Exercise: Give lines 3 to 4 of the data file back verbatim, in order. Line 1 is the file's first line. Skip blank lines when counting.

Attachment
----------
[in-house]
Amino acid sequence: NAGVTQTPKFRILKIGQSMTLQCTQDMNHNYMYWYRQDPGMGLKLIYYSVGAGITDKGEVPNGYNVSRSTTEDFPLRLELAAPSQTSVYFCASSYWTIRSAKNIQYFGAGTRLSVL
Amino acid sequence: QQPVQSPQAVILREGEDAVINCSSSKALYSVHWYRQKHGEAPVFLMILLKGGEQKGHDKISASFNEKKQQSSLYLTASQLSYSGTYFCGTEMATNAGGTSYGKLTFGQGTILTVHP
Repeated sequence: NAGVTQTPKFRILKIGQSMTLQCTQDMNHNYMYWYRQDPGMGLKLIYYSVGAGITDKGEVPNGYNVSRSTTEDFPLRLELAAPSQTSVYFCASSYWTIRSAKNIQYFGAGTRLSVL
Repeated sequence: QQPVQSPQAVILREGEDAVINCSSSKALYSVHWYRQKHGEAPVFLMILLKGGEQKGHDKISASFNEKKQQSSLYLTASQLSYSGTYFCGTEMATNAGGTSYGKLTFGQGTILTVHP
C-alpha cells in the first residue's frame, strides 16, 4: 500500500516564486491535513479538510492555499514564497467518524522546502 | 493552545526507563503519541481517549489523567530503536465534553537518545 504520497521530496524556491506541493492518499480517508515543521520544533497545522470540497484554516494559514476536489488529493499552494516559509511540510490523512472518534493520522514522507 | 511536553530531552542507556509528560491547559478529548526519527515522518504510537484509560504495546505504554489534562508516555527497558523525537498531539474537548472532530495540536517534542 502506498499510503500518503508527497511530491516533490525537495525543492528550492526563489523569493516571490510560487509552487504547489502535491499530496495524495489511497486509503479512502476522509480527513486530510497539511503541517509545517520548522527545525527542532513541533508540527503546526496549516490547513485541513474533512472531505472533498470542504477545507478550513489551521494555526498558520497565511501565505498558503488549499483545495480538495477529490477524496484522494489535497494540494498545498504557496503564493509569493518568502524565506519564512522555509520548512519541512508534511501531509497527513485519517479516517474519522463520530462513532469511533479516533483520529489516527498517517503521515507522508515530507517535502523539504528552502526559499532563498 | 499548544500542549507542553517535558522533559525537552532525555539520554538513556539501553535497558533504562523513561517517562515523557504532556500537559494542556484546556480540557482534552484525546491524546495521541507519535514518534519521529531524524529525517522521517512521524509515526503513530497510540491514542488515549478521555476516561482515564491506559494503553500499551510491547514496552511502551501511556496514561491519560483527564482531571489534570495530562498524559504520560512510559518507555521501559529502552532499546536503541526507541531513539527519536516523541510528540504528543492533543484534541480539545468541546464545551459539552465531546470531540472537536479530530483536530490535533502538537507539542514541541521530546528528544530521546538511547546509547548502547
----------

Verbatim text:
Amino acid sequence: QQPVQSPQAVILREGEDAVINCSSSKALYSVHWYRQKHGEAPVFLMILLKGGEQKGHDKISASFNEKKQQSSLYLTASQLSYSGTYFCGTEMATNAGGTSYGKLTFGQGTILTVHP
Repeated sequence: NAGVTQTPKFRILKIGQSMTLQCTQDMNHNYMYWYRQDPGMGLKLIYYSVGAGITDKGEVPNGYNVSRSTTEDFPLRLELAAPSQTSVYFCASSYWTIRSAKNIQYFGAGTRLSVL